The grand frontage of Queen’s University in Belfast whizzes past the car windows in the sunshine. Here, in the 1960s, a writers’ workshop helped launch the careers of a generation of Irish poets, Seamus Heaney among them, and, I’m heading out of town, into Heaney heartland.
Heaney won the Nobel Prize for Literature in 1995. At one point, he was said to account for two thirds of poetry book sales by living writers. Today, pilgrims take the Heaney trail into rural South Derry.
Heaney was born near Bellaghy, a village less than an hour’s drive from Belfast, near Lough Neagh. Though he later made his home in Dublin, he returned to South Derry again and again in his poems, drawing on the landscapes and people of his childhood. When he died in 2013, he was buried at St Mary’s Church.
The main attraction is the Seamus Heaney HomePlace, a museum dedicated to his life which opened in 2016 (seamusheaneyhome.com).
It’s a friendly museum with a light touch: there are family photographs and recordings of Heaney reading his work. The poet’s satchel is here, as is his school desk, and the pen his parents bought him when he left for boarding school aged 12. In a replica of his study, visitors can watch a film which tells the story of the Nobel Prize announcement – Heaney and his wife were on holiday in Greece and the news took 24 hours to reach them, while the fax machine at home churned out reams of congratulations.
The HomePlace has a cafe and a performance space which hosts a range of events. My visit coincided with a performance by actor Simon Callow of poems from Heaney’s 1972 collection Wintering Out.
From here, it’s a short drive to Ardtara Country House Hotel, set in wooded grounds near Maghera. The house was built in 1896 for linen magnate Harry Clark and restored in the 1990s as a nine-bedroom luxury hotel.
Ardtara is a central point for exploring much of Northern Ireland, but on this trip I’m sticking to Heaney country. During lockdown, the HomePlace developed Open Ground, a series of five locations within a few miles drive which have special associations with Heaney poems (read the poems on new signage in each location or use the QR code to listen to Heaney reading them).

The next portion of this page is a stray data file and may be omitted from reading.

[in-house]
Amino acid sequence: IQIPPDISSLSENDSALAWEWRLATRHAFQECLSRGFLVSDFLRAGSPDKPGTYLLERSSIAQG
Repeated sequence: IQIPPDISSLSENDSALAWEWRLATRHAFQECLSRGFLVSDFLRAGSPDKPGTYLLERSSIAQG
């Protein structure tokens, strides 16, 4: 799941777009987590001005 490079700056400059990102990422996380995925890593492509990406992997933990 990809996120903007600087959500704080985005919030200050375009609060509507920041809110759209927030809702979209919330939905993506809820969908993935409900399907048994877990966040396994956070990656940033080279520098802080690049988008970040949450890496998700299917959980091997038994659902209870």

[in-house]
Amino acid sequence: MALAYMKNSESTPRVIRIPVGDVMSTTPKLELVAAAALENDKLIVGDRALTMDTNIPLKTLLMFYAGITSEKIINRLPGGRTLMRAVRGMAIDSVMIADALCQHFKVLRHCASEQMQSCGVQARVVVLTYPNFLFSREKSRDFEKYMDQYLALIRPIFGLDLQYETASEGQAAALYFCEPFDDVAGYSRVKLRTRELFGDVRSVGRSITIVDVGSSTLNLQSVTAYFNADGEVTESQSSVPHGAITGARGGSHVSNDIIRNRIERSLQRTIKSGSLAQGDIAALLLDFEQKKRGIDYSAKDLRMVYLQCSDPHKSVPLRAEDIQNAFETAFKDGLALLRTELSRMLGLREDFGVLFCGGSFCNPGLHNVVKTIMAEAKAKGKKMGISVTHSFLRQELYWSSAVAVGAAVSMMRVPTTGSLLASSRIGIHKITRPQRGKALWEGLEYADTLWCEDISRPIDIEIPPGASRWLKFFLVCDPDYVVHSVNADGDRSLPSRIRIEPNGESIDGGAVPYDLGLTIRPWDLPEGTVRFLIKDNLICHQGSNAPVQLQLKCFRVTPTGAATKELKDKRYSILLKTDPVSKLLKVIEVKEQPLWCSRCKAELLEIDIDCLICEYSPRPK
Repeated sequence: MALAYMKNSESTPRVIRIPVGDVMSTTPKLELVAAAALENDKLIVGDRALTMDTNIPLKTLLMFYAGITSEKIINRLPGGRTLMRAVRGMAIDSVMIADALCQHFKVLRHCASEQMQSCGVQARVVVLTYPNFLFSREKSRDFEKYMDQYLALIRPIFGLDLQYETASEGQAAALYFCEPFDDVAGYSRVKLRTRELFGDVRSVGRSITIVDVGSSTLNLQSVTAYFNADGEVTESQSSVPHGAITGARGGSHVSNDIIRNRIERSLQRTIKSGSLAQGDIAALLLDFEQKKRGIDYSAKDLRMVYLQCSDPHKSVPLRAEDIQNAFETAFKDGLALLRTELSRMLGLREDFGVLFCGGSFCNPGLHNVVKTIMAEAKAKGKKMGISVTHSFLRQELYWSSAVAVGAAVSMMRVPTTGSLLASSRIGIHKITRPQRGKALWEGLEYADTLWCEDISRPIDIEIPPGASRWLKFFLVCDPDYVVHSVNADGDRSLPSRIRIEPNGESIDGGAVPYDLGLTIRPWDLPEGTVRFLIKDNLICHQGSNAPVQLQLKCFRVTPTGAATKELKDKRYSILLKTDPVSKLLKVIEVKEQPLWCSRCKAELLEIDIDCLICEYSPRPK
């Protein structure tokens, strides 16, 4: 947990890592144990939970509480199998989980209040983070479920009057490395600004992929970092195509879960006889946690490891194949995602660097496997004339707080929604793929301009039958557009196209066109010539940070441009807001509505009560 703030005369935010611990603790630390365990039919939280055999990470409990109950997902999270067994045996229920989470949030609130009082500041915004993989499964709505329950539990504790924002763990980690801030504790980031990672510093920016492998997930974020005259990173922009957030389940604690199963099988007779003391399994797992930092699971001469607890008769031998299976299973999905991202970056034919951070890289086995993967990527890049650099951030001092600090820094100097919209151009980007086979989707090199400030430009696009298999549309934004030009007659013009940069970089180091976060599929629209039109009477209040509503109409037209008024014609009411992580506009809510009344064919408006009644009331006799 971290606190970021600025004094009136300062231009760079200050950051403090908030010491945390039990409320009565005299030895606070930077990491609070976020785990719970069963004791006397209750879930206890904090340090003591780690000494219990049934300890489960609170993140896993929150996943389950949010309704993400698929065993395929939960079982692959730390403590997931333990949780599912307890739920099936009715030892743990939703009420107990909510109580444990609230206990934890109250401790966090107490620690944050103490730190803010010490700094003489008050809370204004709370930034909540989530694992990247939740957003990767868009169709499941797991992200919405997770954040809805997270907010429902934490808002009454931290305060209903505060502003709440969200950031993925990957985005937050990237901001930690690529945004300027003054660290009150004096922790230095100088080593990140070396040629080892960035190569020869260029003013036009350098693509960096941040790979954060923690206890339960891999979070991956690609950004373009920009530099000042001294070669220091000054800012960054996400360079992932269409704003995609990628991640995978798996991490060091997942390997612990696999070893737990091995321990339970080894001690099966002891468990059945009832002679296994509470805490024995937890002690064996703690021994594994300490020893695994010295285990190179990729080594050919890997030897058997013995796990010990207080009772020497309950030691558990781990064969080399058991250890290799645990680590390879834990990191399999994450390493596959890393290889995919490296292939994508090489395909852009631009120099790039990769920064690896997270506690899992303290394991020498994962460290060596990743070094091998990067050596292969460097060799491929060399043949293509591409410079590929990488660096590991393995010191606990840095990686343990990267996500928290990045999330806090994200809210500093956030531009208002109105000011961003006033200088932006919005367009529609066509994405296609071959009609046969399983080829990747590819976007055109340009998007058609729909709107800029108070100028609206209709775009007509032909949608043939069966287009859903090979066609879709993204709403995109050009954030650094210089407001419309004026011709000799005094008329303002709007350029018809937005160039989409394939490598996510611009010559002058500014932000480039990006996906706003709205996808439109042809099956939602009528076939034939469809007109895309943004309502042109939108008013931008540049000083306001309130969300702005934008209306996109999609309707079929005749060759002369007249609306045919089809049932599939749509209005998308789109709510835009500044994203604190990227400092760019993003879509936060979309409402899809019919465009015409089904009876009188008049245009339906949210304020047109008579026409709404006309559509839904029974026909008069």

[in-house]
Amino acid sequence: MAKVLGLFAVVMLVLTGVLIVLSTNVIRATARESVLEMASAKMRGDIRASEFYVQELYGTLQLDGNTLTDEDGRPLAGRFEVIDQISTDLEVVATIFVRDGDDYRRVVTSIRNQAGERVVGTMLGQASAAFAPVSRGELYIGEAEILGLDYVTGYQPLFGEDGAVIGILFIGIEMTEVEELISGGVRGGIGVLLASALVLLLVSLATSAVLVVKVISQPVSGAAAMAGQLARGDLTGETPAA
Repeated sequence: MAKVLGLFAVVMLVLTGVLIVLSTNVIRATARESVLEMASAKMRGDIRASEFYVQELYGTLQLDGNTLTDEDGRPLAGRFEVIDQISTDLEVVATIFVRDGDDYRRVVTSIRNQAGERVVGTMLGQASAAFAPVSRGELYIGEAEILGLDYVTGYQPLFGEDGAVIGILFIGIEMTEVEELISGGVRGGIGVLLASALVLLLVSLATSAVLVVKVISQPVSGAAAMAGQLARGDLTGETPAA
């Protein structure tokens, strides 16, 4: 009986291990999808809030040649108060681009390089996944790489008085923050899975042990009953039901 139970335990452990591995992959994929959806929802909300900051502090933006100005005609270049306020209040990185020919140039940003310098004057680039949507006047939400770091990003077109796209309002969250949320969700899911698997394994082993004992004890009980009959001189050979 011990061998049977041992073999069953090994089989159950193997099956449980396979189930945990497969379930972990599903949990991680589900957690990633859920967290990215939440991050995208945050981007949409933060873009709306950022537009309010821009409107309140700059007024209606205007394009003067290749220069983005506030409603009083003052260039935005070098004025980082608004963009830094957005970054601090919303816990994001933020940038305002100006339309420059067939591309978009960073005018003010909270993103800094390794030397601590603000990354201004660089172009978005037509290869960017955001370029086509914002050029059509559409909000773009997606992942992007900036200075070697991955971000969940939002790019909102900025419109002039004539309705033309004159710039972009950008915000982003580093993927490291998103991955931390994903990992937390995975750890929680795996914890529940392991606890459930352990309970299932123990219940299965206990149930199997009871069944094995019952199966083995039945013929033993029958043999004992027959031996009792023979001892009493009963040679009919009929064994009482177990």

At the centre of Bellaghy, David Annand’s Turf Man sculpture is the perfect backdrop for one of Heaney’s most famous poems, Digging. The strand at Loch Beg, which inspired a poem of the same name, is a fine place for a walk to Church Island (an island on three sides only, it is easily accessible on foot). On arrival, visitors find the spire separate from the church – it was removed by a bishop in the 1700s who wanted to see a spire from his window!
Lough Beg is dwarfed by Lough Neagh, the largest freshwater lake in the British Isles. Heaney once described Ireland as being shaped like a saucer, with mountains near the coast, flat land in the middle and this great lough like a slop of spilled tea. Husband and wife team Anne-Marie McStocker and Gary McErlean run Lough Neagh Stories, offering boat trips explaining its fishing and literary heritage (loughneaghstories.com).
Lough Neagh is the largest producer of wild eels in Europe, now managed as a fishermens’ cooperative. Gary is from a family of Loch Neagh fishermen, and explains their culture and traditions while Anne-Marie, using her background as an English teacher, explains the literary connections, reading Heaney, Yeats and others.
Eugene Kielt offers bespoke tours of the area (laurel-villa.com) taking in Heaney’s birthplace, Mossbawn, and the home the family later moved to, The Wood, and where his family run a microbrewery making Heaney Ale.
The forge at Castledawson, which Heaney passed on the way home from school, and which inspired his poem Door Into The Dark, is now owned by Barrie Devlin, grandson of the blacksmith whom Heaney saw at work, and is opened for visitors on Kielt’s tours. Devlin senior and his wife raised a family of 15 in half of the space, the forge in the other half.
Whether you’re after a glimpse of a bygone Ireland, want to immerse yourself in the inspirations of a Nobel prize-winning writer, or just want to enjoy some fine scenery in an undiscovered patch of Mid Ulster with splendid hospitality thrown in, the heartlands of South Derry offer much to be enjoyed.
Cyclists can now make a full circuit of the Lough Neagh Cycle Way. The journey of some 113 miles takes in historic sites such as the 1,000-year-old Celtic cross at Ardboe and the spectacular railway viaduct at Randalstown.
B&B at Ardtara Country House from £112. Seamus Heaney Package: one night B&B, dinner and tickets to the Seamus Heaney Home Place from £157 per person. See ardtara.com
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